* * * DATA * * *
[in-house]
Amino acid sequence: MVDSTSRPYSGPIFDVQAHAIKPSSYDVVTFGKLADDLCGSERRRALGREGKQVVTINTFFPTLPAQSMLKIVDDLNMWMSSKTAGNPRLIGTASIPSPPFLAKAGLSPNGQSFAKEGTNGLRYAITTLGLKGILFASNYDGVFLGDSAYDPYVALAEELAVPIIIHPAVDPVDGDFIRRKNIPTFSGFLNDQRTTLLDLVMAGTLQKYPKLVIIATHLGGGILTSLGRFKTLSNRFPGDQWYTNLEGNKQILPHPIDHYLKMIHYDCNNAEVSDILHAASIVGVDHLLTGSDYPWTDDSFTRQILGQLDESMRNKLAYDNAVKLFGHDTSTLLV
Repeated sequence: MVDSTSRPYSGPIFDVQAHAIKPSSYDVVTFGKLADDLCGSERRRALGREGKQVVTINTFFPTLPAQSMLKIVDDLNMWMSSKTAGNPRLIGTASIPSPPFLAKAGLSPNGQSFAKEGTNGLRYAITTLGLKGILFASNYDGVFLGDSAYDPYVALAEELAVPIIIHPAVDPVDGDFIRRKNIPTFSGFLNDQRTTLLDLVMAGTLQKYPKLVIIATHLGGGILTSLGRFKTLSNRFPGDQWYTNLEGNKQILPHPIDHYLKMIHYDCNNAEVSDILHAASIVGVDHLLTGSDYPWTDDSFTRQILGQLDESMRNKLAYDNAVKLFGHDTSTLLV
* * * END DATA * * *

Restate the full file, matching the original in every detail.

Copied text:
[in-house]
Amino acid sequence: MVDSTSRPYSGPIFDVQAHAIKPSSYDVVTFGKLADDLCGSERRRALGREGKQVVTINTFFPTLPAQSMLKIVDDLNMWMSSKTAGNPRLIGTASIPSPPFLAKAGLSPNGQSFAKEGTNGLRYAITTLGLKGILFASNYDGVFLGDSAYDPYVALAEELAVPIIIHPAVDPVDGDFIRRKNIPTFSGFLNDQRTTLLDLVMAGTLQKYPKLVIIATHLGGGILTSLGRFKTLSNRFPGDQWYTNLEGNKQILPHPIDHYLKMIHYDCNNAEVSDILHAASIVGVDHLLTGSDYPWTDDSFTRQILGQLDESMRNKLAYDNAVKLFGHDTSTLLV
Repeated sequence: MVDSTSRPYSGPIFDVQAHAIKPSSYDVVTFGKLADDLCGSERRRALGREGKQVVTINTFFPTLPAQSMLKIVDDLNMWMSSKTAGNPRLIGTASIPSPPFLAKAGLSPNGQSFAKEGTNGLRYAITTLGLKGILFASNYDGVFLGDSAYDPYVALAEELAVPIIIHPAVDPVDGDFIRRKNIPTFSGFLNDQRTTLLDLVMAGTLQKYPKLVIIATHLGGGILTSLGRFKTLSNRFPGDQWYTNLEGNKQILPHPIDHYLKMIHYDCNNAEVSDILHAASIVGVDHLLTGSDYPWTDDSFTRQILGQLDESMRNKLAYDNAVKLFGHDTSTLLV